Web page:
Talk:Leprechaun

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Former good article Leprechaun was one of the Philosophy and religion good articles, but it has been removed from the list. There are suggestions below for improving the article to meet the good article criteria. Once these issues have been addressed, the article can be renominated. Editors may also seek a reassessment of the decision if they believe there was a mistake.
Article milestones
Date Process Result
December 24, 2005 Peer review Reviewed
October 21, 2006 Good article nominee Listed
July 21, 2009 Good article reassessment Delisted
Current status: Delisted good article

Reference format[edit]

Although there's nothing wrong with reference format currently being used, there's a big hidden comment at the top requesting people not to change it and referring to http://bugzilla.wikimedia.org/show_bug.cgi?id=5885. However, that bug has been fixed for almost a year now; is there still any particular reason the article can't be converted over to the more popular cite.php format? —Angr 12:02, 20 October 2007 (UTC)

An update is long overdue. Maybe I'll get around to it. If someone else wants to, fine by me too. DreamGuy (talk) 20:26, 18 March 2009 (UTC)

Removed pending citation...[edit]

According to folklore, the Leprechaun was once part of a community called "Luchor-pan or the wee bodies. Over time, the name became corrupted and this corruption gave rise to the notion that "brog " or shoe was part of the name. Thus, Leprechauns became shoemakers to the Good People, as well as the protector of their treasures. And, for whatever reason, Leprechauns were identified with some very anti-social personality traits, including irascibility, cunning, doubletalk and a liking for their own company.

In Co. Kildare, the name "Lurikeen" appears to be the name for Leprechaun and there are still other monikers elsewhere, but throughout the country, the folklore is the same when it comes to his haunts, habits and hidden crocks of gold. If you should wish to seek one out, they're usually found near very old castles, and they're always engaged in making shoes, but always one - never a pair.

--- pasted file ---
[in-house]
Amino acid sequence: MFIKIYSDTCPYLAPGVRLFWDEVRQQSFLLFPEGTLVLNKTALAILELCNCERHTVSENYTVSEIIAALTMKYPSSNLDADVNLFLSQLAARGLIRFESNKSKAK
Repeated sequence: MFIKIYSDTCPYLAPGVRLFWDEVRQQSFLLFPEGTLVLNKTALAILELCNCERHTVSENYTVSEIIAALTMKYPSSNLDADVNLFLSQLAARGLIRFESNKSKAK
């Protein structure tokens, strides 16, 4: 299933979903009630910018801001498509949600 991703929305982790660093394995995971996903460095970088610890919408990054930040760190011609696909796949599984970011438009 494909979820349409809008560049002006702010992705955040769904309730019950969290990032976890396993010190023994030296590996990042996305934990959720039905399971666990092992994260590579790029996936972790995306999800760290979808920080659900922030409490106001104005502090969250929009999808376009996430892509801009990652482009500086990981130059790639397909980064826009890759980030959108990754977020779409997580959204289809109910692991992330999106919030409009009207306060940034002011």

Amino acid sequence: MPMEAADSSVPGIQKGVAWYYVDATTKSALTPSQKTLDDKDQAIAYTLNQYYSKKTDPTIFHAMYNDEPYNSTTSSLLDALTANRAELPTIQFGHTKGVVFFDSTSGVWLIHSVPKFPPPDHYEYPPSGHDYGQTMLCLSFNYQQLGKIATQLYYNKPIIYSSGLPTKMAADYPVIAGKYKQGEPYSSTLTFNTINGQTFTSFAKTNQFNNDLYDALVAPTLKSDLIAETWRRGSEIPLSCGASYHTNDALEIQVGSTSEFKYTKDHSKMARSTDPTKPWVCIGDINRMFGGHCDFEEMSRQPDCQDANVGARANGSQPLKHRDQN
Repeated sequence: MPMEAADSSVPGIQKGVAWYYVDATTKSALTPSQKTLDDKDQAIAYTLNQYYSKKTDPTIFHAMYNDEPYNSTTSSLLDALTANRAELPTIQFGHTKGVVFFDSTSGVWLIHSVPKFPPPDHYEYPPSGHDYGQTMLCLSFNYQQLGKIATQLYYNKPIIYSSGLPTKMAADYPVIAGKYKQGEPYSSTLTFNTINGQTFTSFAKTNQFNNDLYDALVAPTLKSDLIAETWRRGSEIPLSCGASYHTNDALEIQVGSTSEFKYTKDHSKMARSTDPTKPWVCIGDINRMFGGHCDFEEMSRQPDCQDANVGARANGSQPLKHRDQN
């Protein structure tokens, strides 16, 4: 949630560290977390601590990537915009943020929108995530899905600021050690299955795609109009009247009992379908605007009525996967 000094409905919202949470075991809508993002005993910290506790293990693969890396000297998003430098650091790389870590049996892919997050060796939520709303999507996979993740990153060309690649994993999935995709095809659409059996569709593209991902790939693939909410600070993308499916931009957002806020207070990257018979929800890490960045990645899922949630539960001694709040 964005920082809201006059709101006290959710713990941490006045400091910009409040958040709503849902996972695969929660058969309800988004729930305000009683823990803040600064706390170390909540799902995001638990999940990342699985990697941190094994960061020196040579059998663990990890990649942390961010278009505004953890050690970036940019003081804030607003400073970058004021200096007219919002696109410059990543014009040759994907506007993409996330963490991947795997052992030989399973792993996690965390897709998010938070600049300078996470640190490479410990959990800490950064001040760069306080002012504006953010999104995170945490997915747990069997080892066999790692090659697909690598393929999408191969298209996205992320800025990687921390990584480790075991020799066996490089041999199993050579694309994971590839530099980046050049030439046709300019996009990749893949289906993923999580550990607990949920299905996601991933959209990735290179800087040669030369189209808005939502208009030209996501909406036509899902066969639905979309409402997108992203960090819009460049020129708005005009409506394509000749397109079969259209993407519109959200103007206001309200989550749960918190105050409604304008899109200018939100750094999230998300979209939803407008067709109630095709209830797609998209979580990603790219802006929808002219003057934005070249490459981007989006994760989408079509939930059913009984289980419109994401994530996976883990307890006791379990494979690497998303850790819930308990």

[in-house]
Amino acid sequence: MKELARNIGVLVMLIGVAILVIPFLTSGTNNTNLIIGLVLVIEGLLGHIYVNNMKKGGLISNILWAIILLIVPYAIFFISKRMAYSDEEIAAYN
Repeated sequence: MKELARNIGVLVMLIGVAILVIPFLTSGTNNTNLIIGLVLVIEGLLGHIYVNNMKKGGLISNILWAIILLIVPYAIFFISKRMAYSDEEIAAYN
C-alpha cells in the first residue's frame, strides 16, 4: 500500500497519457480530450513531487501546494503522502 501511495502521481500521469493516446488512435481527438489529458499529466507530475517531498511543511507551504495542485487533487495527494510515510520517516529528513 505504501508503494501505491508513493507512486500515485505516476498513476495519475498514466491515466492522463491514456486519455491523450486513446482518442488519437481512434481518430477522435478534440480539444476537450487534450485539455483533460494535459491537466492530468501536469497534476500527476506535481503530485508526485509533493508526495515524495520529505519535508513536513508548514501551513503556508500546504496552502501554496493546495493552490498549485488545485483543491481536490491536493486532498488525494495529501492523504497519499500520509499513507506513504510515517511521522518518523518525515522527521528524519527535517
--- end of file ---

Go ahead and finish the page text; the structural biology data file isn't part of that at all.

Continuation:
- Francis Tyers · 18:09, 13 January 2008 (UTC)

Yeah good call, looks a bit odd. I have some books I'll check later. cheers, Casliber (talk · contribs) 20:02, 13 January 2008 (UTC)

Allingham Poem[edit]

I have read the Allingham poem several times. The lines in this article Are not in the poem, The Lepracaun; or Fairy Shoemaker! —Preceding unsigned comment added by 24.247.246.112 (talk) 17:23, 5 April 2008 (UTC)

Allingham lived and died in the 19th century. I'll try to correct the description of him as an eighteenth-century poet, but if the technology baffles me I hope someone else does it. Campolongo —Preceding unsigned comment added by 93.36.214.251 (talk) 08:19, 11 October 2009 (UTC)

Is Leprechaun originally an Irish term?[edit]

Hello, I'm Irish and I honestly thought Leprechauns had no actual roots in Ireland whatsoever. There are a lot of legends in Ireland, and though I've heard of "litle people" or fairies (which may or may not be the Tuatha De Danann or related to them), of Tir na nOg, and the Children of Lir, but outside of American-based media, I've yet to hear legends where leprechauns are present. I guess what I'm asking is, when was the word leprechaun first used in stories? No-one I know has heard of them outside of movies86.46.246.49 (talk) 01:08, 16 November 2008 (UTC)

Fairy rings and forts[edit]

I have removed this from the lead: "Leprechauns and other creatures of Irish folklore are often associated with "faerie forts" or "faerie rings"[citation needed] — often the sites of ancient (Celtic or pre-Celtic) earthworks or drumlins.".

I tried to find a reliable source for this, and a trawl on Google News, Books and Scholar came up blank. This is not verifiable. Fences and windows (talk) 20:58, 17 March 2009 (UTC)

Derogatory Use[edit]

The following is given under the Politics section :

"The term leprechaun language, has been used by some Unionists in Northern Ireland, and is a pejorative for the Irish language."

This is really not related to politics, the fact that it is used by Northern Irish protestants wishing to make derogatory comments, who are most likely Unionists, is not the same as it being used politically. My guess is that it was placed here as an attempted insult, rather than actually being informative.

Suggest that it is removed. —Preceding unsigned comment added by 194.237.142.20 (talk) 13:27, 23 April 2009 (UTC)

Clean-up[edit]

The references were in need of some clean-up, which I have begun. I have converted them to the standard format, ignoring the notice, which seems to have been placed there years ago. The folklore section still needs references; I plan on adding some soon from Yeats's book. Lesgles (talk) 17:15, 12 May 2009 (UTC)

The female of the species?[edit]

Although I am Irish I never wondered until now where leprechauns come from. Where are their mothers? Why is the story of the female of the species never told? Leprechauns are always spoken of as isolated men, unsocial creatures who do not consort in groups, with no females to speak of. How do they reproduce?♥♥♥♥♥♥♥♥♥♥♥♥♥ It is clear that important facts have been withheld by Tradition.

Pot of gold[edit]